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How to get me to put down a book

November 24, 2008

I am a Book Girl.  It is very easy for me to say, “Sure, I’ll read it.”  Why?  Because it’s a book.  If it’s fiction, I’ll attempt it, if I can get around to it.

However, there are a few simple ways to get me to put down a book without finishing it.  One is to be a crappy writer.  It is surprisingly easy to spot these right away.  They are generally from the “tell, don’t show” school of writing.  You know, like:

“I’m hungry,” Sasha said.

rather than

Sasha’s stomach grumbled.

They also feel like they have to give you every piece of information right up front, filling your head with details that’d be better told over time or bits and pieces that don’t need to be told up front at all.  It’s really off-putting.  My other favorite thing they do, especially the romance writers, is write babies and children as if they are magically disappearing plot machines.  In the world of romance, single mothers can always find a sitter when it’s time to get some–or, better, the baby wakes up just in time to stop the two from getting it on.  Several times.  Man, that kid is talented.

Although, sad but true, I often tend to keep going through the crap if the book doesn’t trip up on my other two no-nos.

So, secondly, the book can’t be sexist.  And it’s not only “The book can’t treat women like objects,” because that’s pretty much a given.  I also will give up on a book if the characters act in ways that perpetuate negative gender stereotypes.

For example, if guys sit around talking about their girlfriends and say things like “They’re both women.  What’s the difference?”  “Apparently none.”–forget it.  If all women like shopping and weddings and babies and let the Big Strong Men do everything for them, blah blah blah–I don’t want to read that either.  Need a man?  I’m probably not interested in you.  WANT a man?  That’s something else entirely.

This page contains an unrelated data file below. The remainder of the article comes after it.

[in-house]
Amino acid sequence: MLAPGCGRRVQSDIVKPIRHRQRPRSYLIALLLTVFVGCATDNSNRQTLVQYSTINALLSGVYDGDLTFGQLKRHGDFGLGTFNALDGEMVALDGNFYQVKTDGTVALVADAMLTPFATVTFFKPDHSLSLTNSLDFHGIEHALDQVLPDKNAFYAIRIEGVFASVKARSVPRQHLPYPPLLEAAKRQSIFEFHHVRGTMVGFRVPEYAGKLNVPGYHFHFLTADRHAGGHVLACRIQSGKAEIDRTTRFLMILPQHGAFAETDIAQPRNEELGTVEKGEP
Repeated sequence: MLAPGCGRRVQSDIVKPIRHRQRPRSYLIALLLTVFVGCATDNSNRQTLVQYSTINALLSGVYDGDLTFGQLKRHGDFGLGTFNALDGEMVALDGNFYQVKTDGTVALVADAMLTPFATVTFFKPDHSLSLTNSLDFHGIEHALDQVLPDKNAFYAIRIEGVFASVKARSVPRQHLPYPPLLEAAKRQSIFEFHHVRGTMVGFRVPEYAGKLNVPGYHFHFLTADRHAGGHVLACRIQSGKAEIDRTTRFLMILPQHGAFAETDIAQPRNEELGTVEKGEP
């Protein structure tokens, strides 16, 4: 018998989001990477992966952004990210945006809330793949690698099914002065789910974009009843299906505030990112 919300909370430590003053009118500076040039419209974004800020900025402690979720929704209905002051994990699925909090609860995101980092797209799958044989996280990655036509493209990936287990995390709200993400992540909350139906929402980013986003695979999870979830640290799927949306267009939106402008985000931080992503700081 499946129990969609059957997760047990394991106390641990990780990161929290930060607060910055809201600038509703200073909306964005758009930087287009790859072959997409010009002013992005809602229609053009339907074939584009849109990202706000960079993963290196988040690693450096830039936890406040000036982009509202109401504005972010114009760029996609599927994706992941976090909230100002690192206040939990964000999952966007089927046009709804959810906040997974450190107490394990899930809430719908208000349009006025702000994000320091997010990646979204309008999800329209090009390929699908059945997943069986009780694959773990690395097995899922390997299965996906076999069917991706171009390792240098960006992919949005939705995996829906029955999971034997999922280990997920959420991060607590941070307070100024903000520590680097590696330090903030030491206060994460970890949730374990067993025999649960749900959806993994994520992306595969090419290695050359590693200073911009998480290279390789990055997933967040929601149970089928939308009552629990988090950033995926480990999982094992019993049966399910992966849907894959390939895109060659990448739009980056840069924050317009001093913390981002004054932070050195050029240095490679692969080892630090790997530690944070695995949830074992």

Which brings me to the last thing that makes me want to put the book down: I don’t care about the characters.  This is sometimes the result of the first two things, and sometimes just that the character is completely unsympathetic.  Whiny, bratty, stupid, shoe- and/or fashion-obsessed, mean, whatever.  Obviously, there are books where that sort of character works–see, for example, Emily Barr’s Backpack, which has one of the most unsympathetic leads I’ve ever read in my life.  But Barr plays with that.  She knows we hate Tansy.  She probably hates Tansy too.  But, generally?  The author loves that character.  He or she thinks you’ll love that character too.  And…yeah, no.  Generally, if I want to read about bad people, I’ll put on the news, or go for something with a nice lead and a deliciously evil villain.  SOMETIMES, but rarely, I’ll read something with a crappy lead for fantastic secondary characters but usually in those cases I’m slogging through.

Oh, there are other things I hate, so many of them, but these are the Big Ones.  And, let me tell you internet, as God as my witness, I’ll not be finishing crap again–not when there’s so much else out there.  Er, or if it’ll make for a funny post.

(This rant has been brought to you by Lynn Michaels’s Mother of the Bride, which bugs me with infodump and an irritating main character.  I made it to the middle of the second chapter before I thought, I could be reading something else. Like the Anita Blake graphic novel.  HA!)

4 Comments leave one →
  1. drtombibey permalink
    November 24, 2008 11:13 am

    You sound like my agent – tough as hell but honest.

  2. bookslide permalink*
    November 24, 2008 5:44 pm

    You’re not wrong. 😀

    I started out this way, but being a Lit major pretty much hammered “tough as hell but honest” in there as “basic personality trait.”

  3. drtombibey permalink
    November 25, 2008 1:08 pm

    I done three professional things is my life. Being a Doc was tough, but bluegrass mandolin was harder.

    Writing a novel goes to another level of difficult.

    Dr. B

  4. bookslide permalink*
    November 25, 2008 2:31 pm

    I’m taking a writing class right now, and I am so far from the kid who wrote all the time–when she wasn’t reading. I never finished anything, though. I still don’t, but I’m hoping the writing class will aid me in changing that.

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